Under the Islamic State group, Mosul has been transformed into an urban minefield littered with explosives and traps meant to bait troops and technicians into setting them off. Once Iraqi forces retake Mosul from the militants that have held it since 2014, they will have to contend with the city itself.
Valerie Insinna, from Defense News reports on how ISSEE has been working with NATO to train Officers from Iraq to deal with IEDs left by Islamic State Group
The US-led coalition and Iraqi military are hurtling toward a final assault on Mosul, which Iraqi Prime Minister Haider al-Abadi has said will occur by the end of the year. But NATO is concerned that, when the dust settles, the civilian population may return to an incredibly dangerous area saturated with improvised explosive devices (IED).
“If you look at Daesh’s tactics, the way they defend towns is with 50 to 200 snipers and ten thousand IEDs and booby traps,” a NATO official said, using the Arabic alternative for the Islamic State group. “Everything is booby trapped. Children’s toys, kitchen pots, the refrigerator, dead bodies, everything.”
This month NATO began its second counter-IED course aimed at teaching Iraqi Army and Ministry of Interior officers how to disrupt explosive devices in an urban, humanitarian context. The treaty organization invited Defense News to Jordan to watch exercises and speak with some of the incoming students.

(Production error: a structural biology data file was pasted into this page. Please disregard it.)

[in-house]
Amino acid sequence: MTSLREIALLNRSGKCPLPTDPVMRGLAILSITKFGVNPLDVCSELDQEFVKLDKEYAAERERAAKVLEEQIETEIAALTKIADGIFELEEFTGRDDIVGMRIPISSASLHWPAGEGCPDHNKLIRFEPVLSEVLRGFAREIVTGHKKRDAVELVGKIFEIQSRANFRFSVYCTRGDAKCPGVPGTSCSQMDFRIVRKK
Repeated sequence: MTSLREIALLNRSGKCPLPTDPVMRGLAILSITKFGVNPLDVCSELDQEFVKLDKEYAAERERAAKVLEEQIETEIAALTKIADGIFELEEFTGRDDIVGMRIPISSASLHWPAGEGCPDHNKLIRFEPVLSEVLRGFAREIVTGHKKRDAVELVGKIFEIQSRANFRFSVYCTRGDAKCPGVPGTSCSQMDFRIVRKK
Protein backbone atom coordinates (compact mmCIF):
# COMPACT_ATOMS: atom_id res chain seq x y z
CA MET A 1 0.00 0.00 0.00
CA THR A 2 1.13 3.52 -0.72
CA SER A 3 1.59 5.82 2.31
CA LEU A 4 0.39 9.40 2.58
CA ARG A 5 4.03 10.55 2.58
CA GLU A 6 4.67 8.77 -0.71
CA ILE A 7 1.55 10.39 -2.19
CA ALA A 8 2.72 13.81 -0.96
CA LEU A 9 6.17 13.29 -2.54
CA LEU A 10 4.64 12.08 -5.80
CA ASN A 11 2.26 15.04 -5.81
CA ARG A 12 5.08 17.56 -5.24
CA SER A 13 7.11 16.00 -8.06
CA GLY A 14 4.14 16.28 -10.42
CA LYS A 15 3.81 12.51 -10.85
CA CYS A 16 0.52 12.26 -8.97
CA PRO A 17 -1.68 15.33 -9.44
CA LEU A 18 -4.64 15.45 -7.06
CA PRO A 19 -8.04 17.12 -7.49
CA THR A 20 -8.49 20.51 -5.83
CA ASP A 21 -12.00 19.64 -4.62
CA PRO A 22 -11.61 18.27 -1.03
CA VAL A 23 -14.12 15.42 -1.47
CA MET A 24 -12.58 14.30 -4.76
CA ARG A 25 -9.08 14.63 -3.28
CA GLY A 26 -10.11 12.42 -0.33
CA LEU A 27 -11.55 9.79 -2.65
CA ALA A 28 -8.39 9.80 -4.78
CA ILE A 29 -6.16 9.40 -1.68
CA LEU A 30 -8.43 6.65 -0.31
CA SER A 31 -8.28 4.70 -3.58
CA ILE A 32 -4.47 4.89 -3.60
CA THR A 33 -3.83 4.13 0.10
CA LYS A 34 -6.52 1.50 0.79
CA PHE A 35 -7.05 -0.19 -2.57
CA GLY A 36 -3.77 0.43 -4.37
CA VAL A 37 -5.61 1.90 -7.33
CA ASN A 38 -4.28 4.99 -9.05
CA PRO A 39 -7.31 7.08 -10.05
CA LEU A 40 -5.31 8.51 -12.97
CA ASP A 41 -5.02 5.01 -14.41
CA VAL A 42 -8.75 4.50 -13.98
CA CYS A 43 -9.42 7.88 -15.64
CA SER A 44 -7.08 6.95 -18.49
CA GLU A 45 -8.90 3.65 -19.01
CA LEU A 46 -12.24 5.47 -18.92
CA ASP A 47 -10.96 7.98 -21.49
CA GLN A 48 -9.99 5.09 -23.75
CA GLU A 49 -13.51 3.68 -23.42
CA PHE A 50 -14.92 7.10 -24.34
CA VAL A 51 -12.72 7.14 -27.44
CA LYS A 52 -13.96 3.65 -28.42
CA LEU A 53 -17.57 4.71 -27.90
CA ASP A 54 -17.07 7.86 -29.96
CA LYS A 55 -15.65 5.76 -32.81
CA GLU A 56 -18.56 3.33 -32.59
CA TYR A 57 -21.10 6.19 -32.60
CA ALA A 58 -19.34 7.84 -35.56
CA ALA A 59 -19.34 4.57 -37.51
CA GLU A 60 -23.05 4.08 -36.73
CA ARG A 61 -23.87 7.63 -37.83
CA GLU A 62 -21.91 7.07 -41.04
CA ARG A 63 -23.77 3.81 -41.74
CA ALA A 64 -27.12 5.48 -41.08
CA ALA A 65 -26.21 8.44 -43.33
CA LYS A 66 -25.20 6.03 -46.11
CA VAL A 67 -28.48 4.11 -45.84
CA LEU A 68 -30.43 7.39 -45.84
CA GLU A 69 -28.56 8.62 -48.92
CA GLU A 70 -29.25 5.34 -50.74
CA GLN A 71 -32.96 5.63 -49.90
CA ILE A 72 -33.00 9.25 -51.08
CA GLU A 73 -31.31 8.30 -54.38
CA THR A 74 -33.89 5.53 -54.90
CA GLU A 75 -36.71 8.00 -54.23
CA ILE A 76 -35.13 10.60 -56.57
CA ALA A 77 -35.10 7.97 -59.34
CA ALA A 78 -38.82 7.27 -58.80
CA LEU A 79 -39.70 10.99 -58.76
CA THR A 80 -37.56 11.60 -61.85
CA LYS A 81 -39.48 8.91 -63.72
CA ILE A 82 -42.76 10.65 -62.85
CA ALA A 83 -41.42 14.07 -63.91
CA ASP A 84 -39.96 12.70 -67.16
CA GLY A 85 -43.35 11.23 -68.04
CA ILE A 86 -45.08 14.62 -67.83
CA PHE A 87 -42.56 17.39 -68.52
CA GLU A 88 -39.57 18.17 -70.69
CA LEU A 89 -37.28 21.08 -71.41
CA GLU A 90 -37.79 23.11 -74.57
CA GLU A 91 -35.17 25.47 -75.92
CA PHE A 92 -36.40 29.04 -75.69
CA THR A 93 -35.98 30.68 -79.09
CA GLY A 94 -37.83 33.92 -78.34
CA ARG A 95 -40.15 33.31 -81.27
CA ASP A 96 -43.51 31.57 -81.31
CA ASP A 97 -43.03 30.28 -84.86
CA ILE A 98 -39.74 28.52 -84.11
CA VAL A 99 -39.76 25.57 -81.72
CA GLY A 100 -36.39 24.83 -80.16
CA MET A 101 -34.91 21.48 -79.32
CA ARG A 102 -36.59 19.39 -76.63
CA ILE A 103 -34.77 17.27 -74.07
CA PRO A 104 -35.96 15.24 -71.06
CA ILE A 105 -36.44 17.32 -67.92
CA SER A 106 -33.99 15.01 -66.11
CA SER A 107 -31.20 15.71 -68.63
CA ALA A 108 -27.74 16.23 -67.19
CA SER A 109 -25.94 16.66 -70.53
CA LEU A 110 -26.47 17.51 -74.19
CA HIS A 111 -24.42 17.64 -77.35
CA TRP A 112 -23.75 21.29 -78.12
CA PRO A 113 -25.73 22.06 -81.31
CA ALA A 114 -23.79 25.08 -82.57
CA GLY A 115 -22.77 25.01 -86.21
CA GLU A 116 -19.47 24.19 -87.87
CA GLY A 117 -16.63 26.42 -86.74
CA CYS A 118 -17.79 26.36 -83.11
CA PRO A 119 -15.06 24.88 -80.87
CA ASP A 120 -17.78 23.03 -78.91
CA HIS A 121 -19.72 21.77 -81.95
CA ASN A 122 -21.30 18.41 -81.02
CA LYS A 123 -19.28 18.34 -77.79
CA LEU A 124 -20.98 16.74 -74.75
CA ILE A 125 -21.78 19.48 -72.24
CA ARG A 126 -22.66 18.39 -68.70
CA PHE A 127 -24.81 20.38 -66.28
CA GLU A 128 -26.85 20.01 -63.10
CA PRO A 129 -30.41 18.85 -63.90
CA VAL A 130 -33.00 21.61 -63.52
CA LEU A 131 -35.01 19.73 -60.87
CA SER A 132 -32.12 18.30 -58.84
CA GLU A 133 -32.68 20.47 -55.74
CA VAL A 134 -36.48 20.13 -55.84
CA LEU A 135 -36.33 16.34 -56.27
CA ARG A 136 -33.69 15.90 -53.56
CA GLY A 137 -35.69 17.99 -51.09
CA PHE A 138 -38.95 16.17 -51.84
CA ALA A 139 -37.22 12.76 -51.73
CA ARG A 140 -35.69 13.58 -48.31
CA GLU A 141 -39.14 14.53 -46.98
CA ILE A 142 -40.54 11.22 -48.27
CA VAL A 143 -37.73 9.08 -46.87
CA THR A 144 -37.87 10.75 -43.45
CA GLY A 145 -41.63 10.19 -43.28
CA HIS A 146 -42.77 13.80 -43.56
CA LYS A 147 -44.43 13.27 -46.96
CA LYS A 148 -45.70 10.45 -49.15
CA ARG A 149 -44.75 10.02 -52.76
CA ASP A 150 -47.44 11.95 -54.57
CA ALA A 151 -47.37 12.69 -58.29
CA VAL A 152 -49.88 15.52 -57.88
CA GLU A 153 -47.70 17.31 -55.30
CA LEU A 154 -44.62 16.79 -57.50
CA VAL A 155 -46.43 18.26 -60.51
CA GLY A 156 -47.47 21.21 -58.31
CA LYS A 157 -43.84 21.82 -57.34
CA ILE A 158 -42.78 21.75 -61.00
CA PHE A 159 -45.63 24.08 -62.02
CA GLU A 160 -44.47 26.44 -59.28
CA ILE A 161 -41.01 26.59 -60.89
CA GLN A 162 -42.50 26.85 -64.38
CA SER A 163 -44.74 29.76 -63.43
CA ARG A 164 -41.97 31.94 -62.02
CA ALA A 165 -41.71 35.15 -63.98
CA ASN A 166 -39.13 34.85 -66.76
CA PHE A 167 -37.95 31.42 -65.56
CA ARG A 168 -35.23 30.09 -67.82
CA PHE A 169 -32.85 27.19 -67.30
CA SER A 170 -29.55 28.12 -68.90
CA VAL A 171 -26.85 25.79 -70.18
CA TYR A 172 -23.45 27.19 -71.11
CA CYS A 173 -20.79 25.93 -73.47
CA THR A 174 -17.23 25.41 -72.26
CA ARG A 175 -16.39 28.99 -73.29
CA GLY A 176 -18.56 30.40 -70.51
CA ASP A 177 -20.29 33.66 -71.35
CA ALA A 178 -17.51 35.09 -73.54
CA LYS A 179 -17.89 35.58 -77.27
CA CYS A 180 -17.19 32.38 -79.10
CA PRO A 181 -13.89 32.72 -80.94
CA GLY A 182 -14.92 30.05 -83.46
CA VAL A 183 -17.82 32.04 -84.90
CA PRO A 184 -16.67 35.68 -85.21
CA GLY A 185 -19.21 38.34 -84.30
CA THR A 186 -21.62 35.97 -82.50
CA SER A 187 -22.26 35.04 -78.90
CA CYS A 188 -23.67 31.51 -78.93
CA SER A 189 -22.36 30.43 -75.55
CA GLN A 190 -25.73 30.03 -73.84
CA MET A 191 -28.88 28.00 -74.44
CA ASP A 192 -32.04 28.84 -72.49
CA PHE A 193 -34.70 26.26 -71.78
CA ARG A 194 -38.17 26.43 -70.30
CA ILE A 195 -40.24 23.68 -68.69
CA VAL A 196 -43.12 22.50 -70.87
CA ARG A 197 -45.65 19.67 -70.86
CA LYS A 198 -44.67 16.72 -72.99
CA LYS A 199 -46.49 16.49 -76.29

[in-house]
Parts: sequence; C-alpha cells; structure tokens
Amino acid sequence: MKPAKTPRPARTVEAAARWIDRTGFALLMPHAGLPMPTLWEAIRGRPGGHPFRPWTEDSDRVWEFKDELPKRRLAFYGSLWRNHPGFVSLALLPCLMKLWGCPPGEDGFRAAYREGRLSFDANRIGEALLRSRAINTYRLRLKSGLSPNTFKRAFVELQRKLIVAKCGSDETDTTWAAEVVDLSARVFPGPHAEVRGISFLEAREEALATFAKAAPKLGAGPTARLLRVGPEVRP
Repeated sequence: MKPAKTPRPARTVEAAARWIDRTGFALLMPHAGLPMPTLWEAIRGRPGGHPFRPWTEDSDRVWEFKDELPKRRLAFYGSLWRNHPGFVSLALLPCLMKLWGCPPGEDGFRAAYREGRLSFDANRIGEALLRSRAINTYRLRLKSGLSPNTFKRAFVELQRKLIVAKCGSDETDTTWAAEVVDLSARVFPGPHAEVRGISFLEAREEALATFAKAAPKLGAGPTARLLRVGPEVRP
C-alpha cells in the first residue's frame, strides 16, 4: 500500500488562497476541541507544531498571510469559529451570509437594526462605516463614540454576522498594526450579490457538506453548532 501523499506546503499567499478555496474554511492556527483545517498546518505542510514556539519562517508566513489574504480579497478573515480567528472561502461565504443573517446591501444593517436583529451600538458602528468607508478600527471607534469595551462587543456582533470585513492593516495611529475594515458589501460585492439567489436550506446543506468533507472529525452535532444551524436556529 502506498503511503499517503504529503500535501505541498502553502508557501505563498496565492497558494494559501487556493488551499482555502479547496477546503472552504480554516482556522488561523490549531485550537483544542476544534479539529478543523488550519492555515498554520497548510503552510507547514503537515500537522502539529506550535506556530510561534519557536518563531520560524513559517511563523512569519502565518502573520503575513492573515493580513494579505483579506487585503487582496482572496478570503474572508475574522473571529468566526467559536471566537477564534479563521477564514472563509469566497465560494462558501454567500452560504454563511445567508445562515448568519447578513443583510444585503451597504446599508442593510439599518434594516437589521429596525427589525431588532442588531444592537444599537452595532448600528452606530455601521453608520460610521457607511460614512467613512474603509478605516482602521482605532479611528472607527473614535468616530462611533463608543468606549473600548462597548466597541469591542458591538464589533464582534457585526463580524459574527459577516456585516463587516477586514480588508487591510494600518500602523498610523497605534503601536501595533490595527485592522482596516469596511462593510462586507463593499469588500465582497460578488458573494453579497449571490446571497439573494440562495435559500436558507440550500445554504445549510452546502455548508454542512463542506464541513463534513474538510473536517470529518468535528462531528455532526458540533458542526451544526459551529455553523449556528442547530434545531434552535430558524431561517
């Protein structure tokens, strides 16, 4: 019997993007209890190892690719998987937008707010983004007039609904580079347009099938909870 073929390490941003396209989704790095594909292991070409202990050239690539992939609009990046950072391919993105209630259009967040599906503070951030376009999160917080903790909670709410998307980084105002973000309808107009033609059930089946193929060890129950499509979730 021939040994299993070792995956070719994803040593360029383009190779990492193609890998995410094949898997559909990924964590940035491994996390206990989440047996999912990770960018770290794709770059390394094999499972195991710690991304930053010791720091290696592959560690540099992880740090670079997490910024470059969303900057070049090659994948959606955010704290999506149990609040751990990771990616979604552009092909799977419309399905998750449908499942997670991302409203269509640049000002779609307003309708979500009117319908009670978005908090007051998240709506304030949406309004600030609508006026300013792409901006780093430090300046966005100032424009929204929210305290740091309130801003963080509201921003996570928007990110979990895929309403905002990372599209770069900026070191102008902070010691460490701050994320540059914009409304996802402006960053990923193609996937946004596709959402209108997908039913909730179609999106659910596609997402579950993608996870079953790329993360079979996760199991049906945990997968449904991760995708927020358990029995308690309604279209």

“In a street about 100 meters long, there will be more than 30 IEDS planted there,” said one new student, a 29-year-old Ministry of Interior officer from Basra province who has been working as a counter-IED expert since 2012. During the officer’s time working in Anbar, he helped disrupt 300 IEDs, including those in houses and vehicles. Because he already came in as an expert, his focus will be working with instructors to enhance his skills and exchange information.
Most of the officers currently going through the program are less experienced, said Phil Yeaman, an instructor from ISSEE, a UK-based explosives training firm that contracted with NATO to teach Iraqi officers how to disrupt IEDs.
“I firmly believe — and I’m not criticizing them — but I firmly believe that the reason for the high level of casualties among their specialists [is] they have the principles … [but] the techniques are not what we’d expect from a trained specialist,” Yeaman said.
“They are extremely conscientious. They are dedicated to the belief that they are defeating Daesh by improving the lot of their brothers, their co-mates, their fellow citizens,” he added. “The skill sets of the Iraqis — they have the fundamentals, they have the principles. What we’ve tried to do is develop that into a more appropriate end result.”
There are currently 30 Ministry of Interior and Army officers enrolled in the NATO program, two of which have already passed the course and are now assistant instructors honing their training skills. With ISSEE’s help, NATO hopes to produce 90 counter-IED operators by the end of the year.
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